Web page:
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Everything you need to know about MRSA

Updated on November 18, 2015
Lisawilliamsj profile image

Lisa is a substitute teacher who studies English Literature. She lives to write and is following her dream of becoming a professor.

MRSA

MRSA used to be most common in nursing homes and hospitals. Ten years ago, it would have been almost unheard of, for a healthy person to contract this deadly bacteria. Time evolves many things. It is now very common to see average people with this condition. MRSA stands for Methicillin Resistant Staphylococcus Aureus. In Laymen's terms, this is a medicine resistant Staff infection. It is resistant to methicillin which is what is used to treat a normal Staph infection. The antibiotic most used against MRSA is Bactrim.




MRSA Risk Factors




Some risk factors associated with this condition are:


•Participation in contact sports- Bacteria that causes MRSA is spread easily through, skin to skin contact.



•Having a weakened immune system- If the immune system is weak it is harder to fight off infection.



•Living in crowded or unsanitary conditions- Major outbreaks have occurred in military training camps and prisons.



•Association with health care workers- People in close contact with healthcare workers have an increased risk of contracting a serious staph infection.



•Children- MRSA can be More dangerous in children. MRSA often enters through a cut or scrape and in children is more likely to cause a widespread infection.



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Characteristics of MRSA

MRSA starts out as a little bump. It looks very similar to a pimple or an ant bite. If it is MRSA, you will soon notice that the head of the bump will turn black. If you do not get this treated in a timely fashion fluid will collect, and the bump will grow larger and very painful. If you press down on the area, it may be warm to the touch. You will notice the fluid has formed into a hard growing shell. At this point, you would need to get it lanced. A great trick, to see if the lesion is growing (and it needs to be lanced) is to draw a circle around the soar. If it outgrows the circle, it will need to be lanced.



If at any time red lines show up, pointing toward your veins, seek medical attention immediately.
MRSA can spread into your body causing a life threatening infection in your bones, joints, bloodstream, heart and lungs. Signs of this include chest pain, chills, fatigue, headache, muscle aches, rash and shortness of breath. IF these symptoms start, get to the nearest Emergency Room, immediately.



It is very important to take this infection seriously. Some cases are treated easily, but others can spread quickly. This is deadly infection, is no laughing matter. A friend of mine went into the hospital for a boil, and never left. The infection had spread rapidly to her lungs, and she passed away in the hospital. The single most Important thing to do to help prevent against MRSA is frequent hand washing. Some other common-sense ways are: covering all wounds, avoiding others who have uncovered wounds, and avoiding shared personal items.



Natural MRSA Remedies

I have read about many natural remedies for MRSA some of these include apple cider vinegar, bloodroot paste, baking soda, or a mixture of acai berry, aloe Vera, and probiotics.


One natural remedy that has worked for me is Echinacea Complete Care Wellness Tea. My daughter has a history of MRSA outbreaks. She got it the first time from her grandmother who works in the medical field. The problem is, once a person is exposed to MRSA they seem to get it over and over again. She had not had a problem with it in over a year but, recently we noticed the beginning signs. She immediately started to freak out because she did not want to have to get it lanced(cut open and drained). I put warm compresses on it for a couple of days hoping to get the poison to the surface, but it was getting worse. I had some wellness tea on hand, which had ingredients that are known to help infection such as:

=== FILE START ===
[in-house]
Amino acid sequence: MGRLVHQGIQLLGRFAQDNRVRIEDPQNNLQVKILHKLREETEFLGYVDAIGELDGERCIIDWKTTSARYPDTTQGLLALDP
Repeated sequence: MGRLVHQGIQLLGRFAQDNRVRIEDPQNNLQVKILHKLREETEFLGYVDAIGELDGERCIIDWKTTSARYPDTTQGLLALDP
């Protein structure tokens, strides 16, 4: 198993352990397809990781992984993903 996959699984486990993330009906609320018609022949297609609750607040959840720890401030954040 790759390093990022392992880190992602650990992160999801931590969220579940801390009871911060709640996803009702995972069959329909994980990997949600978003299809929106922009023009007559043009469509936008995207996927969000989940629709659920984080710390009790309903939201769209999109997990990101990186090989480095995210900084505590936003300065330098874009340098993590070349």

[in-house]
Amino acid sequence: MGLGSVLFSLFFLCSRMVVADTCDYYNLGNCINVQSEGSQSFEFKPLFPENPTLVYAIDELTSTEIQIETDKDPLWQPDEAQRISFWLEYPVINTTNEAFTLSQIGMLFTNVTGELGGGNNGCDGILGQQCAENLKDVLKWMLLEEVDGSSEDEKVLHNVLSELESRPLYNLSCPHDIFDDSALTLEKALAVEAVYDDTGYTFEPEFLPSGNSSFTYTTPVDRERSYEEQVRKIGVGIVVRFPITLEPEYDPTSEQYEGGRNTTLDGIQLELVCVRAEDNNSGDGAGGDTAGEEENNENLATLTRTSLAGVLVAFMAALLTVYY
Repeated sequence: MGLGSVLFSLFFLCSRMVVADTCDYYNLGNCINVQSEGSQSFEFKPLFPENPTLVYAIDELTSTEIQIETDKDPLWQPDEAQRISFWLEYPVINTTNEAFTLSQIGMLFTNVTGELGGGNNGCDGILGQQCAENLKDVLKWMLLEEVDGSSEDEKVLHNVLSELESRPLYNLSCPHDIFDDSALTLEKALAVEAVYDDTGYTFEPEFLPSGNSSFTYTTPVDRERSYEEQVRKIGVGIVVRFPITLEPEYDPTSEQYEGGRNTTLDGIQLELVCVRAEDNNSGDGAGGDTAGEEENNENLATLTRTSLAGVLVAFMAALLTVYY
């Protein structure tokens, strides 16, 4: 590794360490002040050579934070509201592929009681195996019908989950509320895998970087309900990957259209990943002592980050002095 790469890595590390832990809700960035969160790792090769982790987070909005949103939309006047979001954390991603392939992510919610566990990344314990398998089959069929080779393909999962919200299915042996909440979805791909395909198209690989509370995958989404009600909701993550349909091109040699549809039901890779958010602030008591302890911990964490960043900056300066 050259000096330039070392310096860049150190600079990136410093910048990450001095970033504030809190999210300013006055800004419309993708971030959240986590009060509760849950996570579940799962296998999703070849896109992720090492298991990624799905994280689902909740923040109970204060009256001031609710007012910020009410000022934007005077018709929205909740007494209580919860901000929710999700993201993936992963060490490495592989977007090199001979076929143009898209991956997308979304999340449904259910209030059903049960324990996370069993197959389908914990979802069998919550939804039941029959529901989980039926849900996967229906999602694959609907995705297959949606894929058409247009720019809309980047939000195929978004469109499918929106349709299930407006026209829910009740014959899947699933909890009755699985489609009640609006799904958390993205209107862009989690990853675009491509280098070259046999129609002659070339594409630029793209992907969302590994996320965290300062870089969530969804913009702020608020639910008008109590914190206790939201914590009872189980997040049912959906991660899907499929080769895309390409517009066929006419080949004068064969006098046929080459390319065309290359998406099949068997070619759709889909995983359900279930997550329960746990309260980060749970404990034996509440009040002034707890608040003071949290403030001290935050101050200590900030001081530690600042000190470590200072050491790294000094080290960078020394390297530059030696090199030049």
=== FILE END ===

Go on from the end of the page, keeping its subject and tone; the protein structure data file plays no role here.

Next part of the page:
• Echinacea
  • Eucalyptus
  • Stevia

I ran a warm bath for her, and put four tea bags in the water three times a day. I also made her hold a warm tea bag on the infected area. Amazingly, the infection leaked out on its own and the MRSA was gone in three days without being lanced!

These options can be explored, but I would suggest only doing so under the watchful eye of your physician.

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    • profile image

      Ricky Valdez 

      2 years ago

      I have Eczema and I never got a lot of problems with it until I noticed a huge pimple like volcano under my arm pit. I knew what it was because i had seen it before. Staff, anyway I removed it, I froze it off. Go and get a wart remover freeze away remover and I used some tweezers to get remove what was left after 1 week. But I made the mistake of not cleaning the tweezers and i used it for a splinter i got on my finger OOOOhhh boy what a mistake. On my middle finger It started like a small pimple and it was really hard. So I tried to get it out and it just got bigger, full of fluid like water and spreading fast. No pus not yet, it was so painful my finger got huge, I couldn't get the liquid out fast enough. I dont know how but I got one on my stomach and one on my leg almost at the same time. All three did the same got huge, full of liquid, hard and just kept spreading. The pain from the pressure of my skin stretching from all the fluid in it., was so painful my leg got super swollen as well as my stomach. So I tried on my own to take the fluid out but it was hopeless. The bad part and the worst of all was the pain after trying to squeeze the fluid out. WOW!! no joke I can take pain but damn not like this....